As a 22-year-old college student, I am wholeheartedly supportive of Sen. Mitt Romney’s decision to support the confirmation of Justice Amy Coney Barrett. Justice Barrett has impeccable qualifications and carries respect from individuals across the political spectrum. Her confirmation also maintains precedent set numerous times before.
Throughout this process, I have been encouraged by Sen. Romney’s commitment to fulfill his constitutional duties as a senator. Article II, Section II of the Constitution gives the president power to provide a nominee for the Supreme Court that must receive “advice and consent” from the Senate. This process serves as a check on the executive branch and helps prevent the presidency from devolving into a monarchy, like the form of governance escaped by our framers.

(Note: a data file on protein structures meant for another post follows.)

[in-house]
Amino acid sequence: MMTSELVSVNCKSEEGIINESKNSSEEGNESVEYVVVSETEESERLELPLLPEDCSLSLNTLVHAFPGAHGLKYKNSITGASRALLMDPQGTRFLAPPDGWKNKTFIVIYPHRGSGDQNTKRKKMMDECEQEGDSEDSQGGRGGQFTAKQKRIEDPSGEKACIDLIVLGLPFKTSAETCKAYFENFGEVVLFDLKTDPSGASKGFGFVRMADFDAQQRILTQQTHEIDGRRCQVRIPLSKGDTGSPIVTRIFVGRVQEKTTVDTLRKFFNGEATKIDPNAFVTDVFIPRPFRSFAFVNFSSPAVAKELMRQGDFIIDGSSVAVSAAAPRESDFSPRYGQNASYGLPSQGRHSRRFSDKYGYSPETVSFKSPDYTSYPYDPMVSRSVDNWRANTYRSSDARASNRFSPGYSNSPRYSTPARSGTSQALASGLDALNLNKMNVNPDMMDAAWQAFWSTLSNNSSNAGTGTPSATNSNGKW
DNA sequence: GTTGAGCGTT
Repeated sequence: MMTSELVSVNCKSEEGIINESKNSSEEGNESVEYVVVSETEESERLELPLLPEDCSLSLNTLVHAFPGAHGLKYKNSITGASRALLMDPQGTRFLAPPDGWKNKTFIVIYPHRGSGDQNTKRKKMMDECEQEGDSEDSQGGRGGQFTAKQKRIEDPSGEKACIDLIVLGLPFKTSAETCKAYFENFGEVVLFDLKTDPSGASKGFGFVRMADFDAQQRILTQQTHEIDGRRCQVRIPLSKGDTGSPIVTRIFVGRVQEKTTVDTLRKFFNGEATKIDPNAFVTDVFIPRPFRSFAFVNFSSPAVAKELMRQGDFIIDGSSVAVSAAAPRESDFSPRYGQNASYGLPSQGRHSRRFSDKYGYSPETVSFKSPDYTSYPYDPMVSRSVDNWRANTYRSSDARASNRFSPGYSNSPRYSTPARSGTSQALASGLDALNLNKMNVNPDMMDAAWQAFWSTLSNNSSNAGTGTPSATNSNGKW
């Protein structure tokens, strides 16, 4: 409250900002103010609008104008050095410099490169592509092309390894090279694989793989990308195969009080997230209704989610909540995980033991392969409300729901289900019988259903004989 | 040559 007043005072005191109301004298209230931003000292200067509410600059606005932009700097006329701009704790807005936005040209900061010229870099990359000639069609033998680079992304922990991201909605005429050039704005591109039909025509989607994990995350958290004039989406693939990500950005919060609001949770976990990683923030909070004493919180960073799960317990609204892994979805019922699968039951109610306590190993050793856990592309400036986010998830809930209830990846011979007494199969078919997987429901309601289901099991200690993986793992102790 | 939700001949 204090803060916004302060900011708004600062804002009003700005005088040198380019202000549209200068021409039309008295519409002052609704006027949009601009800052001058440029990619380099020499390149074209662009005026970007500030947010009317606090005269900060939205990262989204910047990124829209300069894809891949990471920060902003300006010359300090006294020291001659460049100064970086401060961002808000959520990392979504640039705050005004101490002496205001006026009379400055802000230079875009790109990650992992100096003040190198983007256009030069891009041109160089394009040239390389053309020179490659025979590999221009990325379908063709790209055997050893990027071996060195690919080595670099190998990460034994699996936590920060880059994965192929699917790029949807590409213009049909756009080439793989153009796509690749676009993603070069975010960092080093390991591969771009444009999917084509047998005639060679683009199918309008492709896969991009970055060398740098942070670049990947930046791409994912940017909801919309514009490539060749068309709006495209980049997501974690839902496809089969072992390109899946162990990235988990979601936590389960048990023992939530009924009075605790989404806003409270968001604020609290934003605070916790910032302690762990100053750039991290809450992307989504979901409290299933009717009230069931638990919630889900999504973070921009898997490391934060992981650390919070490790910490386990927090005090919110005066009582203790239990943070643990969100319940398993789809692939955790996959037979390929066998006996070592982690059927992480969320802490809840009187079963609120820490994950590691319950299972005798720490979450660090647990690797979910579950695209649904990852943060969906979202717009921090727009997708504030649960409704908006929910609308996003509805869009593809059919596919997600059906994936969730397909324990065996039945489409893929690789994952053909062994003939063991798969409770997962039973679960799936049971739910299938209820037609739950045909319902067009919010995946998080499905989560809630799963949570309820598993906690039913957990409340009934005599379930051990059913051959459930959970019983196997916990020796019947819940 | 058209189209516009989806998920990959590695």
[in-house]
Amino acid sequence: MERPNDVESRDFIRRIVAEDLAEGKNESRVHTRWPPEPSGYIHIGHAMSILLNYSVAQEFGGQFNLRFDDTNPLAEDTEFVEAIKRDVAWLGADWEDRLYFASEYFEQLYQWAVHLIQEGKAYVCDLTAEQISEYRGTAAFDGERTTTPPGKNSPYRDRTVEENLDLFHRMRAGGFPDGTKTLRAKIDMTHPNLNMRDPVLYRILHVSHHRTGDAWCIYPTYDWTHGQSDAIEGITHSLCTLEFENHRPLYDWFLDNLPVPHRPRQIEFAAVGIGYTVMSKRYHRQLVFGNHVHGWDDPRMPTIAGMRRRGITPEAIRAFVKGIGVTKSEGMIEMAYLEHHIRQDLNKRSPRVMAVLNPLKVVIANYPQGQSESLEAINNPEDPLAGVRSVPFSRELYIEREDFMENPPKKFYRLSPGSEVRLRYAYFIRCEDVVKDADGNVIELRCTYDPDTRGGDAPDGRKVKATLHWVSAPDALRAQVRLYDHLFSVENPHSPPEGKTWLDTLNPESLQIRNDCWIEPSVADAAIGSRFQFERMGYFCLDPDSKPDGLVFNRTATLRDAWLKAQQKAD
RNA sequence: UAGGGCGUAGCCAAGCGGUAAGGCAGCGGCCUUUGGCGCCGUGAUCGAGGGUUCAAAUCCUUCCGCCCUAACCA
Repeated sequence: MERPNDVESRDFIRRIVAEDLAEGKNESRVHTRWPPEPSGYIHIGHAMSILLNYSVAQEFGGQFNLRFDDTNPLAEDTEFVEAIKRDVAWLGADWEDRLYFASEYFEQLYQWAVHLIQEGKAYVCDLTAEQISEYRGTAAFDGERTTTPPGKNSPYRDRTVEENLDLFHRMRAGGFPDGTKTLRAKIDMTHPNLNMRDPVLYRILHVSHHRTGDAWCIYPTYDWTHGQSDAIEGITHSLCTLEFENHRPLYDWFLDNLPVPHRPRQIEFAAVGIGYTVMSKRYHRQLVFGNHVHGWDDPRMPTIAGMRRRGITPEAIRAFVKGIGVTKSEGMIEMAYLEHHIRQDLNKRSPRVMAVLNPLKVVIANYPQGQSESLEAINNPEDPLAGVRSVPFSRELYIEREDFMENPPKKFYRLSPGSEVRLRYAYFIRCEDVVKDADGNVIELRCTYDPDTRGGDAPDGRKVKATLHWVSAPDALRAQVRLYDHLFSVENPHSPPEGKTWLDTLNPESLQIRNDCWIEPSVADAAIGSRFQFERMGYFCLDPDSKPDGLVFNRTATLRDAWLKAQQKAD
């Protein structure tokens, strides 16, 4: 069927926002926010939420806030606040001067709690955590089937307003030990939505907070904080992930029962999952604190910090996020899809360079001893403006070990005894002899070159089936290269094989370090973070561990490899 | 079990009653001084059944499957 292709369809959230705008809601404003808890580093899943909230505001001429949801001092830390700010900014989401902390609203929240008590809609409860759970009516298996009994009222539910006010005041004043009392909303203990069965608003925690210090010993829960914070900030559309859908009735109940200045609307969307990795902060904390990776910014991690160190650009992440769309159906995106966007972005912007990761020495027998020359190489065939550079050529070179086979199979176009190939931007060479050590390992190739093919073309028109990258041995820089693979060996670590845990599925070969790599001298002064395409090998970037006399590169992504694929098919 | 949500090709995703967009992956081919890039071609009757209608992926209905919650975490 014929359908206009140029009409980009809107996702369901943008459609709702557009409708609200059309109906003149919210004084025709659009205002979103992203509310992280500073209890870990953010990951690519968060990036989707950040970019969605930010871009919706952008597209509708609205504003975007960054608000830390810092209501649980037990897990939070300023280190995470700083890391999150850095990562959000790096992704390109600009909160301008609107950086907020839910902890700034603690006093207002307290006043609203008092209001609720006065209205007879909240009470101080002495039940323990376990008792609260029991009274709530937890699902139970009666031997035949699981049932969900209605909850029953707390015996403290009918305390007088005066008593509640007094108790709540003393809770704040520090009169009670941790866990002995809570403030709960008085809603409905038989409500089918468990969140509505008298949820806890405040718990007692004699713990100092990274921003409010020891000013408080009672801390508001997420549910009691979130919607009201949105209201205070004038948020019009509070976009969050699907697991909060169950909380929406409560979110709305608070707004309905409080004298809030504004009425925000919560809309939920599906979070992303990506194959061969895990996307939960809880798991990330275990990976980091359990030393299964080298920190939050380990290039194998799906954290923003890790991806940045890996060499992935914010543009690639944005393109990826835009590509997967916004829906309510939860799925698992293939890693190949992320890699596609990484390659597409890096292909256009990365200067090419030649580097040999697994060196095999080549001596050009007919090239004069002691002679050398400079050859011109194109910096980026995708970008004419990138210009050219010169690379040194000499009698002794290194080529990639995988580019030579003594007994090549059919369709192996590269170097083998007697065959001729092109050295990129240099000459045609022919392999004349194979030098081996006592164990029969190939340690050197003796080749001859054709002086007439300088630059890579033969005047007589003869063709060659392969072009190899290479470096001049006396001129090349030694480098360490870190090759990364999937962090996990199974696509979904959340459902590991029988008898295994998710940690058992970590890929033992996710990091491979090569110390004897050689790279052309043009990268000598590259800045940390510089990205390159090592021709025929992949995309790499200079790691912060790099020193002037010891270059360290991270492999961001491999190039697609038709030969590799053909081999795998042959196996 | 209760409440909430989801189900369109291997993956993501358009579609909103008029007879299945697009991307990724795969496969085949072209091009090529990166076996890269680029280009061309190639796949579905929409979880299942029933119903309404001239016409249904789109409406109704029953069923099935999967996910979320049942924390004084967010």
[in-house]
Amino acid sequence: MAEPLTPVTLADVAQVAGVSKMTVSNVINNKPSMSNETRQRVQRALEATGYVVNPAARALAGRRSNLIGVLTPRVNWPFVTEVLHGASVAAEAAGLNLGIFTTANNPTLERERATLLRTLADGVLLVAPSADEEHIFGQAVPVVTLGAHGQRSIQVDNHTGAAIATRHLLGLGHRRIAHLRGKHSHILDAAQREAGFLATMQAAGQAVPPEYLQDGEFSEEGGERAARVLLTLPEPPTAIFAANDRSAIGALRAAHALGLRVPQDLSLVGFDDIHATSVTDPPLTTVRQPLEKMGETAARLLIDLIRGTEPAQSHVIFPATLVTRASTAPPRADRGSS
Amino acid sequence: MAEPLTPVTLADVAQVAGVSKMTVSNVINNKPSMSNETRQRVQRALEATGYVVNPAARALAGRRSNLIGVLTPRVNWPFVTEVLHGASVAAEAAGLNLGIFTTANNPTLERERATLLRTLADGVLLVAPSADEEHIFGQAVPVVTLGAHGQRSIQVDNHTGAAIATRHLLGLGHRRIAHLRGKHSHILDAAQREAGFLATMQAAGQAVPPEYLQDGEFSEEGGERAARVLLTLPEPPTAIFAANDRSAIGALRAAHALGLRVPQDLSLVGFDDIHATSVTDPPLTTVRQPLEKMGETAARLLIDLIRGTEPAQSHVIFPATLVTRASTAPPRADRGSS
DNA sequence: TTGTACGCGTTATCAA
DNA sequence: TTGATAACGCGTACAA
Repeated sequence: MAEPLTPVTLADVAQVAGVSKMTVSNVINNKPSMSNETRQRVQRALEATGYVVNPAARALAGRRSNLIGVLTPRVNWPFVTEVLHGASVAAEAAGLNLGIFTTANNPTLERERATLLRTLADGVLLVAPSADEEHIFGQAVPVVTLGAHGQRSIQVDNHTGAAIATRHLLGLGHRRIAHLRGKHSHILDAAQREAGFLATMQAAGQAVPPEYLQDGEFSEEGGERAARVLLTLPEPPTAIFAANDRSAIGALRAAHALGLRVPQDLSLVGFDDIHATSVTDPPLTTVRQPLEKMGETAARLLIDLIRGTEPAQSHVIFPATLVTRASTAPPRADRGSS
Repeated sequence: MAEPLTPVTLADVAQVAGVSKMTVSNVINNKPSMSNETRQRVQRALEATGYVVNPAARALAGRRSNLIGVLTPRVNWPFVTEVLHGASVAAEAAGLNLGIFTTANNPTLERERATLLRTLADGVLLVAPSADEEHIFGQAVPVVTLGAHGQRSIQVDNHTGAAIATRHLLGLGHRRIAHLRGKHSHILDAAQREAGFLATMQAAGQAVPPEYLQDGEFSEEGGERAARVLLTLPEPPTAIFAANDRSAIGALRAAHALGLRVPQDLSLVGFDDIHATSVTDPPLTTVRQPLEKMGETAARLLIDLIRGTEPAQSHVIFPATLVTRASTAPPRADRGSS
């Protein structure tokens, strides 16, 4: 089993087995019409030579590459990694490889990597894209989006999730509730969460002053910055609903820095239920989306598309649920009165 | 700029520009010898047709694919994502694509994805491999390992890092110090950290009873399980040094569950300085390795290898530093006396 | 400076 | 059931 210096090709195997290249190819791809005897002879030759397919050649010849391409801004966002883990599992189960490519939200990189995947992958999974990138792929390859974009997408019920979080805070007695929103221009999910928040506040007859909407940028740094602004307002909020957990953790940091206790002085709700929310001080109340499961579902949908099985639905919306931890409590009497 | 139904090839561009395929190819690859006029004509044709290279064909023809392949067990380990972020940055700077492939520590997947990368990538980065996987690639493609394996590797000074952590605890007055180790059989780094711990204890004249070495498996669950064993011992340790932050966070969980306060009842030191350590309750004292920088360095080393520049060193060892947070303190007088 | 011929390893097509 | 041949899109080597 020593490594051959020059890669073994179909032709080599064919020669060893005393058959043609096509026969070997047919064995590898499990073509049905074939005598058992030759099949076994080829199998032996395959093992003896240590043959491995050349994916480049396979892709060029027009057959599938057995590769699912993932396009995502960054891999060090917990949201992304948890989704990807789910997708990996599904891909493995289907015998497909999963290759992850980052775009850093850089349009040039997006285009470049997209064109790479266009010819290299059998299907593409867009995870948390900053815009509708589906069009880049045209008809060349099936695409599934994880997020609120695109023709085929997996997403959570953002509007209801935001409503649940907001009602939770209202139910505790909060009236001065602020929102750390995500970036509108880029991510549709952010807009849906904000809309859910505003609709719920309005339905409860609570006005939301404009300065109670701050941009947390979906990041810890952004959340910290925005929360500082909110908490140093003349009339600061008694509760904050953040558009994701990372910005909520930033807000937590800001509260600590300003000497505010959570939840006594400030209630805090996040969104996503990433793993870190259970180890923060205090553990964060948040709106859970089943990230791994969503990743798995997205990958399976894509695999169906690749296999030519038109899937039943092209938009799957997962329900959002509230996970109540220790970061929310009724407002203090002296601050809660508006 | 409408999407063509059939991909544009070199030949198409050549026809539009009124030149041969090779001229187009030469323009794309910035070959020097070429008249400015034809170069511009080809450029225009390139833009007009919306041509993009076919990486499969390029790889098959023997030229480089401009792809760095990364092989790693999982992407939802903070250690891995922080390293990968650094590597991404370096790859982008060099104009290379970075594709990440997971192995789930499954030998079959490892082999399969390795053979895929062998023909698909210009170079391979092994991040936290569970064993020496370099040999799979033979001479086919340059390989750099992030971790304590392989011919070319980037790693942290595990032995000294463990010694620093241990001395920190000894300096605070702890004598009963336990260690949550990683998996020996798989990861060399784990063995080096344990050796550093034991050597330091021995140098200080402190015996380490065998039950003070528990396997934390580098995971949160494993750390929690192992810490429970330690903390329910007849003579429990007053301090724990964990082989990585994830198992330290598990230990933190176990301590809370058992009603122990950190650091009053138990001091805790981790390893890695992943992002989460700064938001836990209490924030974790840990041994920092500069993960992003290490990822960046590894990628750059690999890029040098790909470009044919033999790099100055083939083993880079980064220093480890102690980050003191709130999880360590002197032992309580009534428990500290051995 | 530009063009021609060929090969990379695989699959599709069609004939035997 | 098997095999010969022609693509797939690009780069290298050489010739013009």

In a period of uncertainty and intense partisan rhetoric, I am proud that Sen. Romney took his constitutional duties of advice and consent seriously. He quietly met with Judge Barrett, reviewed precedent of confirmations to the Supreme Court during past election years, and paid the proper respect to the late Justice Ruth Bader Ginsburg. Utah should be proud of Sen. Romney’s attention to this important process. These days in Washington, that is something rarely seen, especially with intense pressure to vote a certain way.
Sen. Romney has done an excellent job representing me and the state of Utah throughout this confirmation process. Justice Barrett, now that she is confirmed, must apply the law impartially as she has done throughout her time on the U.S. Court of Appeals for the Seventh Circuit. Similarly, Sen. Romney has approached the judicial confirmation process without regard to personal preferences or partisan goals and has made a decision that is good for the court and for the great people of Utah.
Salt Lake City